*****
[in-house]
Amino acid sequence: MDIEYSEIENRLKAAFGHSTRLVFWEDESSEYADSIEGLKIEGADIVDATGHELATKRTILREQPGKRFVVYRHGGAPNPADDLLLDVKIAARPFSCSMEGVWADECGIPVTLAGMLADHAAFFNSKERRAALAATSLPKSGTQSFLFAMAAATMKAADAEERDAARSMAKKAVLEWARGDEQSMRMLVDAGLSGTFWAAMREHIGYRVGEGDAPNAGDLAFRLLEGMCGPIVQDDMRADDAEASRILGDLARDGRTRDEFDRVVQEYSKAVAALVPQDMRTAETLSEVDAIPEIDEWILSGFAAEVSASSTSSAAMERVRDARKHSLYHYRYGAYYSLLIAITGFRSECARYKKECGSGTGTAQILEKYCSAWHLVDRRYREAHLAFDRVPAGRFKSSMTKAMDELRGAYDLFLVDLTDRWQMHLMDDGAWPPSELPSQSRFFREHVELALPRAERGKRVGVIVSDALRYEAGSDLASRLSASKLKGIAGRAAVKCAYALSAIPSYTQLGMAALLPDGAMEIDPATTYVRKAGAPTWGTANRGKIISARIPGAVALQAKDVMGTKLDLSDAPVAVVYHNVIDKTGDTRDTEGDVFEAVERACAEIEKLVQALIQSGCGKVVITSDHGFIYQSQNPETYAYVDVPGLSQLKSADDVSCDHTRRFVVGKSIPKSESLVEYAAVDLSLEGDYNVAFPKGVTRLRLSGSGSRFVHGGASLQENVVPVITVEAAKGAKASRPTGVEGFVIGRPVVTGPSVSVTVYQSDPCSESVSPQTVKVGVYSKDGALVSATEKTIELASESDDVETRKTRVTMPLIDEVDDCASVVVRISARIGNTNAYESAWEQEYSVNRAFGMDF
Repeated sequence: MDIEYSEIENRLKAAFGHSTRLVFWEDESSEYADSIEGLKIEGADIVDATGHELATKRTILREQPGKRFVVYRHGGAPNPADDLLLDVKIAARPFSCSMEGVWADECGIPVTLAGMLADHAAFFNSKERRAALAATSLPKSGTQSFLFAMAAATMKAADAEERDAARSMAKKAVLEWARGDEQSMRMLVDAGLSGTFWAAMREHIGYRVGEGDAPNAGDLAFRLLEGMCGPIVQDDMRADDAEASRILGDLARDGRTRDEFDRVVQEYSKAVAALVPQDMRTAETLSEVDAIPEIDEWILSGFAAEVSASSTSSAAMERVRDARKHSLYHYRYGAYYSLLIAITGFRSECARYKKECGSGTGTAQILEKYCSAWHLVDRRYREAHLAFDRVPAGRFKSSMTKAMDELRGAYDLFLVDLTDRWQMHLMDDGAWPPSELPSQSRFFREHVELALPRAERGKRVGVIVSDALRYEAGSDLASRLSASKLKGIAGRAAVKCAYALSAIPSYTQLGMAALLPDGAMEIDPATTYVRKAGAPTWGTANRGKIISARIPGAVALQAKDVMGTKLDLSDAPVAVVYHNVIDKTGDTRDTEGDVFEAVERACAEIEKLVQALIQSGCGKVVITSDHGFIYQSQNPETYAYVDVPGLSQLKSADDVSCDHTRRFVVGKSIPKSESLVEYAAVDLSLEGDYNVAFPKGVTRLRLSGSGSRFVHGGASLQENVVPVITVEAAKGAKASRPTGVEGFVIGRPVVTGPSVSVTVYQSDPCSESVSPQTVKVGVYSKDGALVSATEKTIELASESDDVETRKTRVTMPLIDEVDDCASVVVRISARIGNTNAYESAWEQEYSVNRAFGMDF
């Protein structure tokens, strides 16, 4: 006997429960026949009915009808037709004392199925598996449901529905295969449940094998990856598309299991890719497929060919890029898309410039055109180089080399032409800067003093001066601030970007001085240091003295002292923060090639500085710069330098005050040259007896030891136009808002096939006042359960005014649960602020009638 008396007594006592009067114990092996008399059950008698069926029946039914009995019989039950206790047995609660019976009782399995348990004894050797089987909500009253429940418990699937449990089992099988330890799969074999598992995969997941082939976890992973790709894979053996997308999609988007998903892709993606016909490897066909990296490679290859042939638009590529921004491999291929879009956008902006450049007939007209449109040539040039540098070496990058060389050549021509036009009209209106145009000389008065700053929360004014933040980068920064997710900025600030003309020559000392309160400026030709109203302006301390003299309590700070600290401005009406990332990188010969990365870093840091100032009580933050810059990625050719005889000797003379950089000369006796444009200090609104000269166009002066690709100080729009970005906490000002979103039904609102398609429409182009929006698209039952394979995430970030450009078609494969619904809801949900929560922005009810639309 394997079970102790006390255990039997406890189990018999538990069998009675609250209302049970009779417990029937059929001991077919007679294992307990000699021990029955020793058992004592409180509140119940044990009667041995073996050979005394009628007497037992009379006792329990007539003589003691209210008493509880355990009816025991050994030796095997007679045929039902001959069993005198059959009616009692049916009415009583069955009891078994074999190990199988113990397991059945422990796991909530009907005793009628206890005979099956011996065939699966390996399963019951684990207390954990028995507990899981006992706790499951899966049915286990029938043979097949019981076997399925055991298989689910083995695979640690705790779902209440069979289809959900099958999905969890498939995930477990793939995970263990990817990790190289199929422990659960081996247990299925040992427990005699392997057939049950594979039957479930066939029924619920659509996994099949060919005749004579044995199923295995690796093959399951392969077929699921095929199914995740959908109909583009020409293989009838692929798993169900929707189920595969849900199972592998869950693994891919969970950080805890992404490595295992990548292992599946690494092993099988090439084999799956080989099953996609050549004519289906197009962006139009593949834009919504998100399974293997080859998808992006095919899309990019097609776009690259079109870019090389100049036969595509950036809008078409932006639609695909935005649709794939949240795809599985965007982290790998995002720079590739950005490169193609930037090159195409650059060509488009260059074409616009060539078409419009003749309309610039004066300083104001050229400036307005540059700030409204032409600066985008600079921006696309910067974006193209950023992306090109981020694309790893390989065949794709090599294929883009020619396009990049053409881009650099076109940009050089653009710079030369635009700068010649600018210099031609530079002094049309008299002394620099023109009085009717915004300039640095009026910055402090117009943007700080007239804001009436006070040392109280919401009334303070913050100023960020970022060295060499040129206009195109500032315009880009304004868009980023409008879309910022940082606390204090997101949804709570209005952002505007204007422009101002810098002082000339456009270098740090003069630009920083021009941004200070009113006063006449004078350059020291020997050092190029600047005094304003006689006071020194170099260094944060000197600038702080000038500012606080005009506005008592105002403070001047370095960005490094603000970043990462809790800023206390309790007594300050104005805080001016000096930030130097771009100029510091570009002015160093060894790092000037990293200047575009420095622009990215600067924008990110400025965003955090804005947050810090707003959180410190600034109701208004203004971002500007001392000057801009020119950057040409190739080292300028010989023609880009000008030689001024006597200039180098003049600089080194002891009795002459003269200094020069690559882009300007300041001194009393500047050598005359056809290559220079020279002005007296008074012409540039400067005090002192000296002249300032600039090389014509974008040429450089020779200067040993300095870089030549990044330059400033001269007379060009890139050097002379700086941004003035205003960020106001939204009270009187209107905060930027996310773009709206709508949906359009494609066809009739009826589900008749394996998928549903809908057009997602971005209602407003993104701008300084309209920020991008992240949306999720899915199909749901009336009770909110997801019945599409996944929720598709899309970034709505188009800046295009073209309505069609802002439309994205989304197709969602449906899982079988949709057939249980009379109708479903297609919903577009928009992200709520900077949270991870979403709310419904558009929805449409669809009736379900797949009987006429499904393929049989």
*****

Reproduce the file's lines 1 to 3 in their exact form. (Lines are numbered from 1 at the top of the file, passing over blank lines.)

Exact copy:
[in-house]
Amino acid sequence: MDIEYSEIENRLKAAFGHSTRLVFWEDESSEYADSIEGLKIEGADIVDATGHELATKRTILREQPGKRFVVYRHGGAPNPADDLLLDVKIAARPFSCSMEGVWADECGIPVTLAGMLADHAAFFNSKERRAALAATSLPKSGTQSFLFAMAAATMKAADAEERDAARSMAKKAVLEWARGDEQSMRMLVDAGLSGTFWAAMREHIGYRVGEGDAPNAGDLAFRLLEGMCGPIVQDDMRADDAEASRILGDLARDGRTRDEFDRVVQEYSKAVAALVPQDMRTAETLSEVDAIPEIDEWILSGFAAEVSASSTSSAAMERVRDARKHSLYHYRYGAYYSLLIAITGFRSECARYKKECGSGTGTAQILEKYCSAWHLVDRRYREAHLAFDRVPAGRFKSSMTKAMDELRGAYDLFLVDLTDRWQMHLMDDGAWPPSELPSQSRFFREHVELALPRAERGKRVGVIVSDALRYEAGSDLASRLSASKLKGIAGRAAVKCAYALSAIPSYTQLGMAALLPDGAMEIDPATTYVRKAGAPTWGTANRGKIISARIPGAVALQAKDVMGTKLDLSDAPVAVVYHNVIDKTGDTRDTEGDVFEAVERACAEIEKLVQALIQSGCGKVVITSDHGFIYQSQNPETYAYVDVPGLSQLKSADDVSCDHTRRFVVGKSIPKSESLVEYAAVDLSLEGDYNVAFPKGVTRLRLSGSGSRFVHGGASLQENVVPVITVEAAKGAKASRPTGVEGFVIGRPVVTGPSVSVTVYQSDPCSESVSPQTVKVGVYSKDGALVSATEKTIELASESDDVETRKTRVTMPLIDEVDDCASVVVRISARIGNTNAYESAWEQEYSVNRAFGMDF
Repeated sequence: MDIEYSEIENRLKAAFGHSTRLVFWEDESSEYADSIEGLKIEGADIVDATGHELATKRTILREQPGKRFVVYRHGGAPNPADDLLLDVKIAARPFSCSMEGVWADECGIPVTLAGMLADHAAFFNSKERRAALAATSLPKSGTQSFLFAMAAATMKAADAEERDAARSMAKKAVLEWARGDEQSMRMLVDAGLSGTFWAAMREHIGYRVGEGDAPNAGDLAFRLLEGMCGPIVQDDMRADDAEASRILGDLARDGRTRDEFDRVVQEYSKAVAALVPQDMRTAETLSEVDAIPEIDEWILSGFAAEVSASSTSSAAMERVRDARKHSLYHYRYGAYYSLLIAITGFRSECARYKKECGSGTGTAQILEKYCSAWHLVDRRYREAHLAFDRVPAGRFKSSMTKAMDELRGAYDLFLVDLTDRWQMHLMDDGAWPPSELPSQSRFFREHVELALPRAERGKRVGVIVSDALRYEAGSDLASRLSASKLKGIAGRAAVKCAYALSAIPSYTQLGMAALLPDGAMEIDPATTYVRKAGAPTWGTANRGKIISARIPGAVALQAKDVMGTKLDLSDAPVAVVYHNVIDKTGDTRDTEGDVFEAVERACAEIEKLVQALIQSGCGKVVITSDHGFIYQSQNPETYAYVDVPGLSQLKSADDVSCDHTRRFVVGKSIPKSESLVEYAAVDLSLEGDYNVAFPKGVTRLRLSGSGSRFVHGGASLQENVVPVITVEAAKGAKASRPTGVEGFVIGRPVVTGPSVSVTVYQSDPCSESVSPQTVKVGVYSKDGALVSATEKTIELASESDDVETRKTRVTMPLIDEVDDCASVVVRISARIGNTNAYESAWEQEYSVNRAFGMDF